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 Less work through Xcode and shell scripts
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Less work through Xcode and shell scripts

Update: If you like this, you can find more scripting vaguely related to Xcode here.

Like most programmers, I'm not much a fan of repetitive work. I like to do the real work myself, while leaving the computer to take care of the drudgework. Among the most handy tools for this are scripts of all kinds. Having tried to fight AppleScript for a while, I finally realized that, while they may be uglier, shell scripts are a much better tool for this task. Here's a selection of my favorite shell scripts:

Delete Subversion folders

I use Subversion to keep track of my source code and to make it easy for me to undo any bigger changes I make. Sadly, Subversion litters all folders with its ".svn" folders. As of Xcode 1.5, when I add a folder reference to my "Resources" group, Xcode will also copy along those ".svn" folders, which are completely useless to end users and double the size of the executable. So, I've been adding the following bash script to a Shell Script Files build phase in most of my Xcode projects:

sudo find -d "${BUILD_DIR}/${PRODUCT_NAME}.app/Contents/Resources/" -name ".svn" -exec rm -r '{}' \; -print

This scans the generated application's "Resources" directory for any ".svn" folders and deletes them. The -d option is important here: It causes a depth-first traversal, meaning that if the ".svn" folder contains another file of the same name, it will be deleted first. Otherwise you get odd error messages because the deeper file has been deleted by the time find gets to it.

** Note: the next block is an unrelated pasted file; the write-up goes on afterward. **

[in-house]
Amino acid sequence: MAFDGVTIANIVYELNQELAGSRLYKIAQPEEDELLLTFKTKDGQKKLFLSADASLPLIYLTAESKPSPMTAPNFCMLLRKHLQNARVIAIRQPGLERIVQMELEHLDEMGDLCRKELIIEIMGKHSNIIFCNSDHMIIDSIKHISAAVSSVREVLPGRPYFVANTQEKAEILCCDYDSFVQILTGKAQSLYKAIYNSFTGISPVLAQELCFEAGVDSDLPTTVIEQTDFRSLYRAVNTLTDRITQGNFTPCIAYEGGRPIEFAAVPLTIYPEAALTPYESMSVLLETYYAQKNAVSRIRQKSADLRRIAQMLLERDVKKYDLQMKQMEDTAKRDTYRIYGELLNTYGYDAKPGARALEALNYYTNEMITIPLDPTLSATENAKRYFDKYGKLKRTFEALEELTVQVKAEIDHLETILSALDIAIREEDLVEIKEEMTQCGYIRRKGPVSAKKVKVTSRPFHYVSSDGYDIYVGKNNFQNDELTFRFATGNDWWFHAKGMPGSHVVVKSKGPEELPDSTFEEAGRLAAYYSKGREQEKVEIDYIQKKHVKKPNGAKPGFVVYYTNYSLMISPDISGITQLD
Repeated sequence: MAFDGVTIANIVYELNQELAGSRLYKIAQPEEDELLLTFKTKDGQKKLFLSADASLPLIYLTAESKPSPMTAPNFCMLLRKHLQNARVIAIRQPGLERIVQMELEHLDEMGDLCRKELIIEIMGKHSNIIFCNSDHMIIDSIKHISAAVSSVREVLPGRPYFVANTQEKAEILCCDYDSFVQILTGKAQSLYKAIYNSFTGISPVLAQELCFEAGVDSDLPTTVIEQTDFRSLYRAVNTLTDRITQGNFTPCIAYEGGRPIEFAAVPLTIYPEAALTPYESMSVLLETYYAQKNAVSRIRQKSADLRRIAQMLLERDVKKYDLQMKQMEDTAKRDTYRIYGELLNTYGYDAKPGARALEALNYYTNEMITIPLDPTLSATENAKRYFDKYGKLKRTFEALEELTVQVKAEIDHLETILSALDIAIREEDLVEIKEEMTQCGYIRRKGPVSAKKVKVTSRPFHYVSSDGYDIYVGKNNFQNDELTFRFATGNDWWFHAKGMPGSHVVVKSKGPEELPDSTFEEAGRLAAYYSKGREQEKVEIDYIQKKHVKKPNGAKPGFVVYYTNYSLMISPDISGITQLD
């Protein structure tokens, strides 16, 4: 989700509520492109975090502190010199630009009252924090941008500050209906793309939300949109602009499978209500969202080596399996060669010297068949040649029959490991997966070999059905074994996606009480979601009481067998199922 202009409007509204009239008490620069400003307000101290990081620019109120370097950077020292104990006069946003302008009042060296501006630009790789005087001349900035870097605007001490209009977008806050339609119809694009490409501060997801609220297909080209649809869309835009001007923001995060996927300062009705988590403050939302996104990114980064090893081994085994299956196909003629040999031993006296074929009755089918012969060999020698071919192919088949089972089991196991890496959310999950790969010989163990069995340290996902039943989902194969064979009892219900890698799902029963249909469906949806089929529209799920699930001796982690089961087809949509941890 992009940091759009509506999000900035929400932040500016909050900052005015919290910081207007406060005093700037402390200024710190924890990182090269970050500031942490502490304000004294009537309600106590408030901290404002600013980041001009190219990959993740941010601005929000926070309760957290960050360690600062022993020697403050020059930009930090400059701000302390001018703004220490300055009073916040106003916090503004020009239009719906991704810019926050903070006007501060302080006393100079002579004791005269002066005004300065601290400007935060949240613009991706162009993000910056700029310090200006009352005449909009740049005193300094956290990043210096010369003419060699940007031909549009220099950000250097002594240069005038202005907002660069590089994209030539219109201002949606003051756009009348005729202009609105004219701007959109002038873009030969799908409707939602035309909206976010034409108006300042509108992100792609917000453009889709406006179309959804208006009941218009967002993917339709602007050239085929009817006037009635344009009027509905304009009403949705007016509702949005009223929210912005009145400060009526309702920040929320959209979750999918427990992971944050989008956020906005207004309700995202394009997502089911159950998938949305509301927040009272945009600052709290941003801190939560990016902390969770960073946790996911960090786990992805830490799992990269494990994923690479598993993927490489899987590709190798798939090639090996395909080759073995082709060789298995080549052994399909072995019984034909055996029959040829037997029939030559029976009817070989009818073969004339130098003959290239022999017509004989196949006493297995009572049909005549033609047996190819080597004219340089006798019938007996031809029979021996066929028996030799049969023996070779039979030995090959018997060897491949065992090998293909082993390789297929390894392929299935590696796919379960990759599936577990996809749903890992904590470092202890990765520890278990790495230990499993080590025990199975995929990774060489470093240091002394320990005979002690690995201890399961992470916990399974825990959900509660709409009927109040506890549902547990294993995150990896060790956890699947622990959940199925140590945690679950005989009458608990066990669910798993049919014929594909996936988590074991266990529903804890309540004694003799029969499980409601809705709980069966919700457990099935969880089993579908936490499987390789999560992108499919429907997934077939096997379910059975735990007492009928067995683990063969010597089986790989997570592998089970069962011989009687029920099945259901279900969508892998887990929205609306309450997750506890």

Auto-generating a Help Index

To get an index for your Help Book, and to be able to bring up anchors directly from code, you need to run the Apple Help Indexer on it. Since this is something I easily forget, I use the following script in another Shell Script Files build phase:

open -a /Developer/Applications/Utilities/Apple\ Help\ Indexing\ Tool.app ${BUILD_DIR}/${PRODUCT_NAME}.app/Contents/Resources/${PRODUCT_NAME}\ Help

or on Tiger:

open -a /Developer/Applications/Utilities/Help\ Indexer.app ${BUILD_DIR}/${PRODUCT_NAME}.app/Contents/Resources/${PRODUCT_NAME}\ Help


Note that open launches the indexer asynchronously, which means the build continues (and could finish) while the indexer is running. So, you may have to build the app a second time to make sure you don't get the old index.

Using PHP for your Help Books

One problem with help books is that they are restricted to being plain HTML files plus AppleScripts. There's really no nice way to "#include" a title or navigation area or a common design. PHP would let you do things like that. But PHP files need to be displayed through Apache, with PHP turned on in the httpd.conf. This would require you to install your help book in the user's Sites folder, mess with Apache's configuration, restart Apache and view your help through Safari (which doesn't have Help Viewer's great search feature, nor its facilities for integrating with your program).

But luckily, Apple started shipping along the new PHP command-line tool with MacOS X 10.3. So, if you can live with static content, you can generate HTML files from your PHP scripts through a simple command:

php script.php > page.htm